Scharnhorst class heavy cruisers

The two ships of the Scharnhorst class were the best known German armoured cruisers of the First World War. The Scharnhorst and the Gneisenau earned their fame as part of Admiral von Spee’s East Asian Squadron. Under von Spee they fought and won the battle of Coronel, the first defeat suffered by the Royal Navy in a century.

The Scharnhorst class ships may have outclassed their opponents at Coronel, but they were actually very similar to the previous Roon class of cruisers, widely considered to have been unsatisfactory. Like the Roon class they were poorly armoured, making then vulnerable to heavy gunfire. With a speed to 23.5kts they were 10% faster than the earlier ships, but the biggest improvement in their design was that they carried twice the number of 8.3in guns as the earlier cruisers.

SMS Scharnhorst
SMS Scharnhorst

The Roon class ships had carried four 8.3in guns in twin turrets fore and aft, supported by a secondary armament of ten 5.9in guns carried in a central battery. In the Scharnhorst class ships the four upper 5.9in guns were replaced with 8.2in guns, giving them a total of eight main guns, and a broadside of six. 

From 1911 the two Scharnhorst class ships were the station ships at the German colony of Tsingtao. In August 1914 they formed part of Admiral von Spee’s East Asian Squadron. After a largely unsuccessful cruise in the south west Pacific, von Spee crossed the Pacific to the west coast of Chile. There he inflicted a crushing defeat on a British squadron at the battle of Coronel (1 November 1914). Their six gun broadside gave them an overwhelming advantage over the British squadron, whose best guns were the two 9.2in guns carried by HMS Good Hope.

The British responded with a massive movement of ships, and on 8 December von Spee ran into a British fleet at the Falklands that contained the battlecruisers Invincible and Inflexible. Both ships were destroyed in the resulting battle with heavy loss of life.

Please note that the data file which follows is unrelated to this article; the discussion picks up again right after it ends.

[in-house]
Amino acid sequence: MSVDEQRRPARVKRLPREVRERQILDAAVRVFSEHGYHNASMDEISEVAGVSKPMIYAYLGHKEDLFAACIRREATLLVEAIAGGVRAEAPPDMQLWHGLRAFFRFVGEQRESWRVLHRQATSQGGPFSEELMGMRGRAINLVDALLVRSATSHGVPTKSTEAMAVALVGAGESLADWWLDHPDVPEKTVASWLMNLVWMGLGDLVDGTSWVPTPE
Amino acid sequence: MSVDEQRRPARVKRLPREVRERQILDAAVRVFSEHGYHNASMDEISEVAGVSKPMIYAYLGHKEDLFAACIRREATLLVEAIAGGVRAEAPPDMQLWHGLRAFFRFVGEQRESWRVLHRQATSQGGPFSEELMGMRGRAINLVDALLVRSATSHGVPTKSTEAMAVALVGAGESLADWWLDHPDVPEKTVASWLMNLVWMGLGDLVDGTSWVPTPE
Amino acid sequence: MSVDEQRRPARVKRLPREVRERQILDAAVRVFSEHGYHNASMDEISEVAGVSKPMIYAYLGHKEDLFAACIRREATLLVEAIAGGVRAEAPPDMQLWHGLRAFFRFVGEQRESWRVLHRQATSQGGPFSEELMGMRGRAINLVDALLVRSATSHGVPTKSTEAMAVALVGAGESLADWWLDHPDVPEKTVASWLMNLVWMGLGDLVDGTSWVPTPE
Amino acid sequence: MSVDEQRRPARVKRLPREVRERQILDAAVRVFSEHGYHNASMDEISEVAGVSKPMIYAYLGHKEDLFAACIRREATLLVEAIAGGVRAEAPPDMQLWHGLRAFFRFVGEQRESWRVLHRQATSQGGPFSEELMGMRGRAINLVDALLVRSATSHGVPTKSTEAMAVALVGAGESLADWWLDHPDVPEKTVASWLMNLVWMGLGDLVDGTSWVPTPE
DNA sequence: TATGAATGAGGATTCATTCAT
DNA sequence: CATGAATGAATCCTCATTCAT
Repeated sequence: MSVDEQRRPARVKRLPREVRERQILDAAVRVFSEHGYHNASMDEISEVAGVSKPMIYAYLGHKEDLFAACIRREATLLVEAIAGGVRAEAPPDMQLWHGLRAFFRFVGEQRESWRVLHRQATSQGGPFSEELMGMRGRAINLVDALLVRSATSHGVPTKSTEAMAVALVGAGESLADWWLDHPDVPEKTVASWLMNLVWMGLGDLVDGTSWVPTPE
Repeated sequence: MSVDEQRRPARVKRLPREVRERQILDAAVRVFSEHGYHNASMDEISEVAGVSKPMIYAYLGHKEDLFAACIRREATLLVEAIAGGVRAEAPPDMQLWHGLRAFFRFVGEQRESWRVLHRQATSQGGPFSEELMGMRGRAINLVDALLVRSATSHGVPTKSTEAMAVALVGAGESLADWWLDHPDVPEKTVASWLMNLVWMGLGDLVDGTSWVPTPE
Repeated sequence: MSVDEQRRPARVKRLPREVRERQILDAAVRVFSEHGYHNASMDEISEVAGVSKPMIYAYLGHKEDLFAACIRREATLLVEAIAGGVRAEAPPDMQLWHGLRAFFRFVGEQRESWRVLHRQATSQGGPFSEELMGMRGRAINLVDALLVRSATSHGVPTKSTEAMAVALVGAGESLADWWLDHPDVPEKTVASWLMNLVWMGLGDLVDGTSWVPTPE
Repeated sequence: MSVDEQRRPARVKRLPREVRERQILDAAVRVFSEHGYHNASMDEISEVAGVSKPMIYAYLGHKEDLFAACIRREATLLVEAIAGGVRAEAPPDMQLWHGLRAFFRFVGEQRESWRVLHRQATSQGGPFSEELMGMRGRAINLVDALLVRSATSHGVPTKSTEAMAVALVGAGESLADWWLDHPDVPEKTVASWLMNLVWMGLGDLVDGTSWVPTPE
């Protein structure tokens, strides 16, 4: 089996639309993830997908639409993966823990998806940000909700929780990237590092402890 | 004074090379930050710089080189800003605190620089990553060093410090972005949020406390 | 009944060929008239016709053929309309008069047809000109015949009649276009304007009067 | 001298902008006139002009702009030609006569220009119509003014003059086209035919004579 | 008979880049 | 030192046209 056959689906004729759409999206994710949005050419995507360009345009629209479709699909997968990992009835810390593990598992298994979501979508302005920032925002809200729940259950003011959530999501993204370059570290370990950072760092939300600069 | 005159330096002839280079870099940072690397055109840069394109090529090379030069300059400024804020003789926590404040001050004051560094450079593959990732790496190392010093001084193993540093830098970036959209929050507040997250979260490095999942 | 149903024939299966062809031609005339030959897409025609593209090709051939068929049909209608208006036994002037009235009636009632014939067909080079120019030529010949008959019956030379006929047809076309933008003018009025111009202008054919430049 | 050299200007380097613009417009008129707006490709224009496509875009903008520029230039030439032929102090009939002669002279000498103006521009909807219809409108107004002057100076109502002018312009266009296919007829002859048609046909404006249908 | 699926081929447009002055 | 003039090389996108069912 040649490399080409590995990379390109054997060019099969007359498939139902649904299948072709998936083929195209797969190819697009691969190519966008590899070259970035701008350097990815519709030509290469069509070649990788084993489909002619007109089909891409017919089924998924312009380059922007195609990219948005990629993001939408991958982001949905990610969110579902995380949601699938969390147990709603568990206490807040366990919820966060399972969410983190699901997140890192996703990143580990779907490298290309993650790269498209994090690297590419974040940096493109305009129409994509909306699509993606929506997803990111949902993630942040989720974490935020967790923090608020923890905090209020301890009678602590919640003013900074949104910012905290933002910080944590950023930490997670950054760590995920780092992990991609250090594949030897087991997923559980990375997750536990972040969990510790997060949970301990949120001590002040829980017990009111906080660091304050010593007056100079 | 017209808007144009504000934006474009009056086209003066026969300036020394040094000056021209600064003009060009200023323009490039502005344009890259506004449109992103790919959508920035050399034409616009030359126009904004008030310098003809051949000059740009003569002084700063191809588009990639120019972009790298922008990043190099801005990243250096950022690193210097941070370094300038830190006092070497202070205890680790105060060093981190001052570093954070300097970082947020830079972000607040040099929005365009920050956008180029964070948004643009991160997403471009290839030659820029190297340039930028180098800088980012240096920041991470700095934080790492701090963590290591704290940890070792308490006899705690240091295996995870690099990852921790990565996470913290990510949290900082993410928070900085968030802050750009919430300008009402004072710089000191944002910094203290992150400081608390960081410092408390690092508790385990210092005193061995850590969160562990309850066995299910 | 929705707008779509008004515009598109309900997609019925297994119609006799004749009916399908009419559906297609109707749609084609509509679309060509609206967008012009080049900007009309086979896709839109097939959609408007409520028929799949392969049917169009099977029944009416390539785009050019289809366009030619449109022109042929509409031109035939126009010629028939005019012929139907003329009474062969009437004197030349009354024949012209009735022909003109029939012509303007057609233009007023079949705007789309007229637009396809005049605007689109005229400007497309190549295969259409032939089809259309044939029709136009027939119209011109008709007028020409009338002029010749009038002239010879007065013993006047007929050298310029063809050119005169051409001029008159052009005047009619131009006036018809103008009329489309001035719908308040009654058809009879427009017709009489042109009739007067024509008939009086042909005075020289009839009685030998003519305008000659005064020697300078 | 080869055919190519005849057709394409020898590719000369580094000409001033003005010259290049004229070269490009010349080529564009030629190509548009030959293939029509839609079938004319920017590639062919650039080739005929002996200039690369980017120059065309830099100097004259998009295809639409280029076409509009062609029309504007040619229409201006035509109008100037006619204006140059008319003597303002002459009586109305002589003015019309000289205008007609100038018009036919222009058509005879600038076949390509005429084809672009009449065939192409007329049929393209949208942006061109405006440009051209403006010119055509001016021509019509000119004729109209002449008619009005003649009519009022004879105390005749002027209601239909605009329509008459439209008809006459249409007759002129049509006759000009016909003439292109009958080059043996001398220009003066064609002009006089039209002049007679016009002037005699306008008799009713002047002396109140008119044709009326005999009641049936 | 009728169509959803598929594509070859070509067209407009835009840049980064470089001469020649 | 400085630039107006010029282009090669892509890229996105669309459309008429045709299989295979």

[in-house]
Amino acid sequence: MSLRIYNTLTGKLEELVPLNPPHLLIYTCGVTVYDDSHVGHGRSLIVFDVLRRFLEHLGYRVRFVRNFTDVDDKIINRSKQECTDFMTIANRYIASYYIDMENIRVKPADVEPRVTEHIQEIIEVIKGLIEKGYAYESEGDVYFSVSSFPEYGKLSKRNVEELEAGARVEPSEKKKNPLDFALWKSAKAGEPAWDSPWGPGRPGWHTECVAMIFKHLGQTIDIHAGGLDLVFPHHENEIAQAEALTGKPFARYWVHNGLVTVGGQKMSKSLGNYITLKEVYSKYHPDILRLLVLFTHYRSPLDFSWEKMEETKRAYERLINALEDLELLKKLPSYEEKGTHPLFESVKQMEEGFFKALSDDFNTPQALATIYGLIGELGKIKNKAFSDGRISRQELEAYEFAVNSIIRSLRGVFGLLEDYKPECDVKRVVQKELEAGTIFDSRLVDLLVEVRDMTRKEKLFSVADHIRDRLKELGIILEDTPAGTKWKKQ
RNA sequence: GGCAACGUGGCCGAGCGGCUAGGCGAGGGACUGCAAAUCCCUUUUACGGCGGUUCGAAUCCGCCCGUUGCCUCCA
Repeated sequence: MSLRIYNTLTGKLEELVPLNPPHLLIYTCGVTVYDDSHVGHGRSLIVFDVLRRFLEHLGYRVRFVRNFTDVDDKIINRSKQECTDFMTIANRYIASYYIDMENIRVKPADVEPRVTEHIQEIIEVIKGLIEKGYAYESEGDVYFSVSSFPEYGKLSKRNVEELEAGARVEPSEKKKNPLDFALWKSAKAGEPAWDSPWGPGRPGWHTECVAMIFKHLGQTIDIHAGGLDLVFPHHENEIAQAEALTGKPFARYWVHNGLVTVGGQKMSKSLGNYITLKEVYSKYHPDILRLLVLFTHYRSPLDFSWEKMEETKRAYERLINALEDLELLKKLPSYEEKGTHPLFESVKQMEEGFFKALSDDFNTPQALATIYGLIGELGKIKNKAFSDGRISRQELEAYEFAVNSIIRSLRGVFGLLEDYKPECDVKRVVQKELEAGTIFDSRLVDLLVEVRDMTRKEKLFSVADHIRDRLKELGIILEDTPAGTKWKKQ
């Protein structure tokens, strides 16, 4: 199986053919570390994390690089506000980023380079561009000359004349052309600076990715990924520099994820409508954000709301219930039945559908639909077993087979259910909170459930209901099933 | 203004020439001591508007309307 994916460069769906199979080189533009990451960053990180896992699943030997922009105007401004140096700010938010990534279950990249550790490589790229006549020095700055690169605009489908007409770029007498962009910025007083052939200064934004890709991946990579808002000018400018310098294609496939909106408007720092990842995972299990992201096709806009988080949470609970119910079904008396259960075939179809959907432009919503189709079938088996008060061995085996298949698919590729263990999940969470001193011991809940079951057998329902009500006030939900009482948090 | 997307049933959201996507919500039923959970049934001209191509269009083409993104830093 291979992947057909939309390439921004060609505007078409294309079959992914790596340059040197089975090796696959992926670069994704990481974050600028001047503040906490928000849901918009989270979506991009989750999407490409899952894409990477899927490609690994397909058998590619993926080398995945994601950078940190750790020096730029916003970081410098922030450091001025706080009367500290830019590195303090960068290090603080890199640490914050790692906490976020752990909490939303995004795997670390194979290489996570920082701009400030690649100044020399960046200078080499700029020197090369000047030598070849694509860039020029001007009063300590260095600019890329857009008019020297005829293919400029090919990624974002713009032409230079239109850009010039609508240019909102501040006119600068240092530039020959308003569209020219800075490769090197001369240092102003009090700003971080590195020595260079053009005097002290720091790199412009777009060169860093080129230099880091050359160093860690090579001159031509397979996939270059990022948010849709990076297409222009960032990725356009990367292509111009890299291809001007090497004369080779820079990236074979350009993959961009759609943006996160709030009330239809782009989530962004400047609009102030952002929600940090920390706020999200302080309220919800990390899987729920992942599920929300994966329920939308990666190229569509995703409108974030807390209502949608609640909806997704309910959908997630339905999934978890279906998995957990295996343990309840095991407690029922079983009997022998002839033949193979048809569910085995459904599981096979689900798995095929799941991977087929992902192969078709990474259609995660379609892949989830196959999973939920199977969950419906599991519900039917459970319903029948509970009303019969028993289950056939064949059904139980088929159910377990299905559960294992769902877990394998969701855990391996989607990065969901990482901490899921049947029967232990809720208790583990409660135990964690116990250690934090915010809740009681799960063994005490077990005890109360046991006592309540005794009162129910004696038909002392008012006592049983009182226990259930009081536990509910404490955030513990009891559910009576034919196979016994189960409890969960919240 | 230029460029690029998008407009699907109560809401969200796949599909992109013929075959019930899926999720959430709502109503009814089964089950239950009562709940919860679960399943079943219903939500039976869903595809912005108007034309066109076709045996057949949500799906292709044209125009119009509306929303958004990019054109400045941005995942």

Plans of Scharnhorst Class Armoured Cruisers
Plans of Scharnhorst Class Armoured Cruisers

Displacement (loaded)


Top Speed


Armour – belt


 - turret


 - deck

2in at thickest


474ft 9in


Eight 8.2in guns
Six 5.9in
Eighteen 3.5in
Four machine guns
Four 17.7in torpedo tubes

Crew complement






Ships in class

SMS Scharnhorst
SMS Gneisenau

Before the Battlecruiser - The Big Cruiser in the World’s Navies 1865-1910, Aidan Dodson. Looks at the development and careers of the ‘big cruiser’, the most heavily armed cruisers of the late 19th and early 20th centuries, and a type that eventually evolved in the battlecruiser. Covers the development of the type, its combat experience while still state of the art, its role in the First World War, as well as looking at the technical specifications of all of the ships that fell into this category (Read Full Review)
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Books on the First World War | Subject Index: First World War

How to cite this article: Rickard, J (17 November 2007), Scharnhorst class heavy cruisers ,

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